# How does a wall adapter supply more current than its rated for.

#### Lorvuk

Joined Jan 21, 2021
5
For this question I will use a tutorial linked below that uses 6 solenoids connected to a raspberry pi model 3B powered by a wall adapter as an example of how something is powered(and works, I dont know how). From my understanding, the wall adapter used to power the raspberry pi model 3B outputs 5 volts at 2.5A, the typical bare board current consumption for a pi 3b is about 600mA so that's fine, but how does it provide enough current for six 5V solenoids that each draw 1.1A of current which is 6.6A total(if they were all on at the same time). Doesn't that exceed how much current the charger can provide? (Sorry if this is a stupid question)

#### wayneh

Joined Sep 9, 2010
17,493
For this question I will use a tutorial linked below that uses 6 solenoids connected to a raspberry pi model 3B powered by a wall adapter as an example of how something is powered(and works, I dont know how). From my understanding, the wall adapter used to power the raspberry pi model 3B outputs 5 volts at 2.5A, the typical bare board current consumption for a pi 3b is about 600mA so that's fine, but how does it provide enough current for six 5V solenoids that each draw 1.1A of current which is 6.6A total(if they were all on at the same time). Doesn't that exceed how much current the charger can provide? (Sorry if this is a stupid question)

I didn’t see any mention of the power supply, so it’s hard to be sure. The link to the solenoids also is broken, so I can’t confirm the current draw.

That said, the design might “get away” with it by relying on the fact that the time-averaged current will be below the rating of the power supply. The power supply can survive temporary overloads without overheating.

If that’s the case, I’d say it’s a poor design. Murphy’s Law teaches us that the overload situation will happen eventually. A good design anticipates the worst-case scenario.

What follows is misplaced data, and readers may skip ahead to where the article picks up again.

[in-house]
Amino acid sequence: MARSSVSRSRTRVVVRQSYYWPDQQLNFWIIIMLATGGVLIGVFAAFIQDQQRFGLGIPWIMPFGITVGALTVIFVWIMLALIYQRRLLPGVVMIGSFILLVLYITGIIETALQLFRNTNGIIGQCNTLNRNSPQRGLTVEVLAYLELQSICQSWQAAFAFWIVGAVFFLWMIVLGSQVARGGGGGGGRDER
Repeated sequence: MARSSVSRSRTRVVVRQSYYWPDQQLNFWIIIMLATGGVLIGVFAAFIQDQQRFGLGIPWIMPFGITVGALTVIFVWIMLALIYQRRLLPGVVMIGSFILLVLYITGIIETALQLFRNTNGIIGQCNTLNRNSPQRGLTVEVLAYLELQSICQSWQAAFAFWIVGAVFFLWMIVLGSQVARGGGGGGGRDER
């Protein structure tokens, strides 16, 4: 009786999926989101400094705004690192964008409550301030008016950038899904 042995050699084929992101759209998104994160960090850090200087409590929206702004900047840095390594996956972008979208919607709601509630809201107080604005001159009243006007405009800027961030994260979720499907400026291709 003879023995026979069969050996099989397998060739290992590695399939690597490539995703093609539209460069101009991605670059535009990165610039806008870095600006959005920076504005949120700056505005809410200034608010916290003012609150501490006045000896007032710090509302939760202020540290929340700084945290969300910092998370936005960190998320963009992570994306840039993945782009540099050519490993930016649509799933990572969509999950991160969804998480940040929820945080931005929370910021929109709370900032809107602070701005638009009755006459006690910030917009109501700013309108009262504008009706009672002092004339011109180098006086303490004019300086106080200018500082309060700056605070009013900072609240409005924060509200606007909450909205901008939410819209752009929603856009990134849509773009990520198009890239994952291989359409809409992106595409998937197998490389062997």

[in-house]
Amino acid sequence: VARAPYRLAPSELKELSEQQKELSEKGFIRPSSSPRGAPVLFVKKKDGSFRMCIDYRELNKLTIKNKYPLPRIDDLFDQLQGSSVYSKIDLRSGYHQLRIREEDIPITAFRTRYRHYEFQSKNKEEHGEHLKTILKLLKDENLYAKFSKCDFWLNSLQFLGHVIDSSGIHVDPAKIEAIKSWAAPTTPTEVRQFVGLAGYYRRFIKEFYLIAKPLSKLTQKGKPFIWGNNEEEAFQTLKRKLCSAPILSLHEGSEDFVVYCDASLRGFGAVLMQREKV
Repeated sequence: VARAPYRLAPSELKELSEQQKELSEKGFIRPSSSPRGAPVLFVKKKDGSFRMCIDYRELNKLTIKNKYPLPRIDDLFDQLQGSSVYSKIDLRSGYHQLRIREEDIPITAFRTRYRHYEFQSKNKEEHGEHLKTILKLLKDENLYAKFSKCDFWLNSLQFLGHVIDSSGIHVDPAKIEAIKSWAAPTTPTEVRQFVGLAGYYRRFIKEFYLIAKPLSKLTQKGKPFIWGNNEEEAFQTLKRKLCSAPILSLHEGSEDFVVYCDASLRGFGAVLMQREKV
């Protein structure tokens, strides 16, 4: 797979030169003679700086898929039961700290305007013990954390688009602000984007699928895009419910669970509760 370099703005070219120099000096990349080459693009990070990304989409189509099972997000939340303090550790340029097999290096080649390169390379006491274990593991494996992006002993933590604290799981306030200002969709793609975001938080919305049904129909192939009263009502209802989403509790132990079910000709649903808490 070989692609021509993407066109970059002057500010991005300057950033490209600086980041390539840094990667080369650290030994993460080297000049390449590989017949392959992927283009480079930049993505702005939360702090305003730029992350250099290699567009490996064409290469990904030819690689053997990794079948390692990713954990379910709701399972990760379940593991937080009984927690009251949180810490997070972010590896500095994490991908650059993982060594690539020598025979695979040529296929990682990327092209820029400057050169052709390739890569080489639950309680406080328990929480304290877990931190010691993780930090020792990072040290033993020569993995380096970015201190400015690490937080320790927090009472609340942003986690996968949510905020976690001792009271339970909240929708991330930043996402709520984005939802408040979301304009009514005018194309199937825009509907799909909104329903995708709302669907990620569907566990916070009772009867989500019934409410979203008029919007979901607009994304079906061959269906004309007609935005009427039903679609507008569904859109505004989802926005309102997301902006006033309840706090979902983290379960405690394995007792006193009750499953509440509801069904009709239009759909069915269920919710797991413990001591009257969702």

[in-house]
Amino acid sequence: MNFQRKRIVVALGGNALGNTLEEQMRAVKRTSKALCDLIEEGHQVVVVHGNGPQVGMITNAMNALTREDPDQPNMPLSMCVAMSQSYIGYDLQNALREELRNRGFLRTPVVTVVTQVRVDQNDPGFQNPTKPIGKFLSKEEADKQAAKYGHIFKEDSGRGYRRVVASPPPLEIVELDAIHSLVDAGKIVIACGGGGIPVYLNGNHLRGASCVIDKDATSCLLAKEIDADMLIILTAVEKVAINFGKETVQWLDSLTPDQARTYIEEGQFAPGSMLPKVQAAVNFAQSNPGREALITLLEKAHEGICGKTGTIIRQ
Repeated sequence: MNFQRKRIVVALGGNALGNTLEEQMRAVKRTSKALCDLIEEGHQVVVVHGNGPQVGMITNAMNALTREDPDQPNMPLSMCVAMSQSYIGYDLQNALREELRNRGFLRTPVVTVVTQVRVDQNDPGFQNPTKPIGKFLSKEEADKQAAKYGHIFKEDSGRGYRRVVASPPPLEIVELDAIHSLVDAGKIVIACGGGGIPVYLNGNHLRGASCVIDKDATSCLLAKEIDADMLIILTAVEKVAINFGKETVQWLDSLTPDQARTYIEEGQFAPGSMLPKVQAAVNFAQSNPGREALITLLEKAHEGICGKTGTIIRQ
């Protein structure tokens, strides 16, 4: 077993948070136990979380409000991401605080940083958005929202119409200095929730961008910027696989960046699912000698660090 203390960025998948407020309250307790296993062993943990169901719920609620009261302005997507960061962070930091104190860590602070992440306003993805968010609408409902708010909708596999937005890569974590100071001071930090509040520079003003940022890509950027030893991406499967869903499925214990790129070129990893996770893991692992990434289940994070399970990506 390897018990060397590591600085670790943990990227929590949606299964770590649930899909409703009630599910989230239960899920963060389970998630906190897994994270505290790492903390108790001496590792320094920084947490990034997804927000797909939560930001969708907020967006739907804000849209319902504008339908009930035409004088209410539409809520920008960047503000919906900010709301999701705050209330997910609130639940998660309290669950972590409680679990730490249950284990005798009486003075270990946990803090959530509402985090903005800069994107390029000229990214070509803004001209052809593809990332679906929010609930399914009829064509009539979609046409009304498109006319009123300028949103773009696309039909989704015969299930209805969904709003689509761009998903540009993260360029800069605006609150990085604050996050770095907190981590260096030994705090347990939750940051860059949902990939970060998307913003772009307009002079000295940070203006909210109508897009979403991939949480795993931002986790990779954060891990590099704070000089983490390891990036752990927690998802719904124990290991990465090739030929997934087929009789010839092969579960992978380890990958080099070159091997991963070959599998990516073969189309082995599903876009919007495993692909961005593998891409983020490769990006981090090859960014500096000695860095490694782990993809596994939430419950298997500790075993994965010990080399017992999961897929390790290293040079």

#### MrChips

Joined Oct 2, 2009
30,522
There are many reasons why this doesn't add up and still works.

1) If the manufacturer is conservative in rating the device (AC adapter in this case) then there could be some headroom. For example, the adapter could be quite capable of delivering 5V @ 3A instead of the rated 2.5A.

2) Usually it not advisable to operate power devices at their limits. This could likely result in higher than designed for temperatures and shorter lifespan. When a power supply is pushed beyond its rated power limit (5V x 2.5A = 12.5W) the output voltage may fall. Hence the voltage could be falling to say 4.5V @ 3A = 13.5W, and still operate the load properly.

3) Assuming that all six solenoids are energized, based on the information provided,
(6 x 1.1A) + 0.6A = 7.2A

You may have noticed that on average, only three solenoids are energized.
(3 x 1.1A) + 0.6A = 3.9A

Now, we are making the assumption that the solenoids actually draw 1.1A. That appears to be quite high for a simple tactile device.

4) The solenoids are only required to be on for a short length of time for a braille output device. One can imagine that a 20% duty cycle may be very adequate.

5) Solenoids require a higher current for initial energizing and the current can be reduced to about 50% after the initial turn period. The designer could have chosen to modulate the power in order to reduce power demand and hence internal temperature.

When all of the above is taken into consideration it is highly possible that the average current draw could be 20% of the max, i.e. 1/5 of 7A = 1.4A which would be within the specs of the 2.5A adapter.

#### Lorvuk

Joined Jan 21, 2021
5
I didn’t see any mention of the power supply, so it’s hard to be sure. The link to the solenoids also is broken, so I can’t confirm the current draw.
Here's another question then hypothetically if you had a total current draw of 4.6A on your raspberry pi powering various things and you hook up a 5000ma/h power bank via usb-micro port to the pi would that exceed some type of max current that the micro usb is rated for. Because I always see ratings for chargers like 5v/2A or 9V/3A for certain usb cords. In other words would the coord stop the battery from supplying enough current?

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#### MrChips

Joined Oct 2, 2009
30,522
A USB power charger has its own bag of tricks. The original USB was not designed to charge your smart phone etc. It was capable of provide just sufficient power in order to operate a simple electronic circuit that needed no more than 5V @ 100mA. That was 0.5W for USB Version 1.0.

As the demand for more power came along, USB 2.0 was made capable of supplying 5V @ 0.5A = 2.5W. But you don't get it without asking. The device plugged into a USB 2.0 port had to ask for the higher current draw otherwise only 100mA was available.

Now a USB charger is a different beast. The amount of current available is entirely up to the designer of the charger, so long as the connector and USB cable can handle the higher current without burning up.